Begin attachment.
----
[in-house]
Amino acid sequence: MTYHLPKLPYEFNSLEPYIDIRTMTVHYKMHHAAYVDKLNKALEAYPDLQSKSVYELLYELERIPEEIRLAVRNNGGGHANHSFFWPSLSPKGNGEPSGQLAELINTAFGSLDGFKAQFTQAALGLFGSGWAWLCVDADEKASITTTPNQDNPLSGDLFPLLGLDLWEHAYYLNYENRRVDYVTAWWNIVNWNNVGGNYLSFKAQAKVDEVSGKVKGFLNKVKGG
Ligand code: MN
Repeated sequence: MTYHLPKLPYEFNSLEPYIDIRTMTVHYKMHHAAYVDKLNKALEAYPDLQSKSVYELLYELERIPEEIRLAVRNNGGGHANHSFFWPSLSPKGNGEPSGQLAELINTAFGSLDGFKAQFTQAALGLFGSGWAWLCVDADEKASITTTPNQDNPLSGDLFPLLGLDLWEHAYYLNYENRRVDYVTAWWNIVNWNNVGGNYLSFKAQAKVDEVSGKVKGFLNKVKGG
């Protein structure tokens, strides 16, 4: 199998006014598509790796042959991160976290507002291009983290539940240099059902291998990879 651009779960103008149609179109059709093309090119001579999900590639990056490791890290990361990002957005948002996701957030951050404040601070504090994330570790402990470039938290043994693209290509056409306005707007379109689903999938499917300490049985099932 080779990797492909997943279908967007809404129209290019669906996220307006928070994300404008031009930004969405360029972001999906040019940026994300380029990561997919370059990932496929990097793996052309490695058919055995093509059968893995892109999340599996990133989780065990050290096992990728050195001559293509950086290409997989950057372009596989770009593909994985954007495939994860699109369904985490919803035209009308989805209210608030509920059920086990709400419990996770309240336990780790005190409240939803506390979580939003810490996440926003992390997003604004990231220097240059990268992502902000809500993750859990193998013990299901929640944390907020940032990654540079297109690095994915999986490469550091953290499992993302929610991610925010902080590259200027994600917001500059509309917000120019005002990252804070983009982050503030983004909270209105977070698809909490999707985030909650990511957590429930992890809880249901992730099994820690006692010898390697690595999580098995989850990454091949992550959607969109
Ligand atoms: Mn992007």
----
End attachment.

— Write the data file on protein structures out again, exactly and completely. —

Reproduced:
[in-house]
Amino acid sequence: MTYHLPKLPYEFNSLEPYIDIRTMTVHYKMHHAAYVDKLNKALEAYPDLQSKSVYELLYELERIPEEIRLAVRNNGGGHANHSFFWPSLSPKGNGEPSGQLAELINTAFGSLDGFKAQFTQAALGLFGSGWAWLCVDADEKASITTTPNQDNPLSGDLFPLLGLDLWEHAYYLNYENRRVDYVTAWWNIVNWNNVGGNYLSFKAQAKVDEVSGKVKGFLNKVKGG
Ligand code: MN
Repeated sequence: MTYHLPKLPYEFNSLEPYIDIRTMTVHYKMHHAAYVDKLNKALEAYPDLQSKSVYELLYELERIPEEIRLAVRNNGGGHANHSFFWPSLSPKGNGEPSGQLAELINTAFGSLDGFKAQFTQAALGLFGSGWAWLCVDADEKASITTTPNQDNPLSGDLFPLLGLDLWEHAYYLNYENRRVDYVTAWWNIVNWNNVGGNYLSFKAQAKVDEVSGKVKGFLNKVKGG
């Protein structure tokens, strides 16, 4: 199998006014598509790796042959991160976290507002291009983290539940240099059902291998990879 651009779960103008149609179109059709093309090119001579999900590639990056490791890290990361990002957005948002996701957030951050404040601070504090994330570790402990470039938290043994693209290509056409306005707007379109689903999938499917300490049985099932 080779990797492909997943279908967007809404129209290019669906996220307006928070994300404008031009930004969405360029972001999906040019940026994300380029990561997919370059990932496929990097793996052309490695058919055995093509059968893995892109999340599996990133989780065990050290096992990728050195001559293509950086290409997989950057372009596989770009593909994985954007495939994860699109369904985490919803035209009308989805209210608030509920059920086990709400419990996770309240336990780790005190409240939803506390979580939003810490996440926003992390997003604004990231220097240059990268992502902000809500993750859990193998013990299901929640944390907020940032990654540079297109690095994915999986490469550091953290499992993302929610991610925010902080590259200027994600917001500059509309917000120019005002990252804070983009982050503030983004909270209105977070698809909490999707985030909650990511957590429930992890809880249901992730099994820690006692010898390697690595999580098995989850990454091949992550959607969109
Ligand atoms: Mn992007």